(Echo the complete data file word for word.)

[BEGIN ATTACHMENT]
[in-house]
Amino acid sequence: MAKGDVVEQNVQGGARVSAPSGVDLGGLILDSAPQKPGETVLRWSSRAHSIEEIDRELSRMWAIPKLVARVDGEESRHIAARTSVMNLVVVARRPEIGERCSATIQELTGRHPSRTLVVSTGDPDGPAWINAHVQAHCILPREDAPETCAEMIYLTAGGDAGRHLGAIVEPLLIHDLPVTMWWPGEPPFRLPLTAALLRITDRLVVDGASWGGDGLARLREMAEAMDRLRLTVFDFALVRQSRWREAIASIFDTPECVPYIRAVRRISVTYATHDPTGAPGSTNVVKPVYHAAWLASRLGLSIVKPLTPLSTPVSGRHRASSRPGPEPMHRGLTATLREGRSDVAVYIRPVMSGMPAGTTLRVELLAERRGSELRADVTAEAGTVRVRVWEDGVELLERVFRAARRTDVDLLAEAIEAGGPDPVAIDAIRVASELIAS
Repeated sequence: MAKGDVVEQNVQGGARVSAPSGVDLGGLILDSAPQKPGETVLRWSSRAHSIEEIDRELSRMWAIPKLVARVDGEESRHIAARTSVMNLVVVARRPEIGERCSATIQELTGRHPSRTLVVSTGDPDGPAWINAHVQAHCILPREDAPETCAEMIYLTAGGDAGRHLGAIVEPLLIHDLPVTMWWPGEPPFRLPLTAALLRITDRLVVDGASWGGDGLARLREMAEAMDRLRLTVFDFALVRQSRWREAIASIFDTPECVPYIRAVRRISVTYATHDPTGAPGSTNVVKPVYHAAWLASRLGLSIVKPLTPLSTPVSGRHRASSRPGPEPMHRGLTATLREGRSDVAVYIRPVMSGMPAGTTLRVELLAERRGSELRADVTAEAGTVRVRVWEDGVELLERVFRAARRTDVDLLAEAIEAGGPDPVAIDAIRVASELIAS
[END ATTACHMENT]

[in-house]
Amino acid sequence: MAKGDVVEQNVQGGARVSAPSGVDLGGLILDSAPQKPGETVLRWSSRAHSIEEIDRELSRMWAIPKLVARVDGEESRHIAARTSVMNLVVVARRPEIGERCSATIQELTGRHPSRTLVVSTGDPDGPAWINAHVQAHCILPREDAPETCAEMIYLTAGGDAGRHLGAIVEPLLIHDLPVTMWWPGEPPFRLPLTAALLRITDRLVVDGASWGGDGLARLREMAEAMDRLRLTVFDFALVRQSRWREAIASIFDTPECVPYIRAVRRISVTYATHDPTGAPGSTNVVKPVYHAAWLASRLGLSIVKPLTPLSTPVSGRHRASSRPGPEPMHRGLTATLREGRSDVAVYIRPVMSGMPAGTTLRVELLAERRGSELRADVTAEAGTVRVRVWEDGVELLERVFRAARRTDVDLLAEAIEAGGPDPVAIDAIRVASELIAS
Repeated sequence: MAKGDVVEQNVQGGARVSAPSGVDLGGLILDSAPQKPGETVLRWSSRAHSIEEIDRELSRMWAIPKLVARVDGEESRHIAARTSVMNLVVVARRPEIGERCSATIQELTGRHPSRTLVVSTGDPDGPAWINAHVQAHCILPREDAPETCAEMIYLTAGGDAGRHLGAIVEPLLIHDLPVTMWWPGEPPFRLPLTAALLRITDRLVVDGASWGGDGLARLREMAEAMDRLRLTVFDFALVRQSRWREAIASIFDTPECVPYIRAVRRISVTYATHDPTGAPGSTNVVKPVYHAAWLASRLGLSIVKPLTPLSTPVSGRHRASSRPGPEPMHRGLTATLREGRSDVAVYIRPVMSGMPAGTTLRVELLAERRGSELRADVTAEAGTVRVRVWEDGVELLERVFRAARRTDVDLLAEAIEAGGPDPVAIDAIRVASELIAS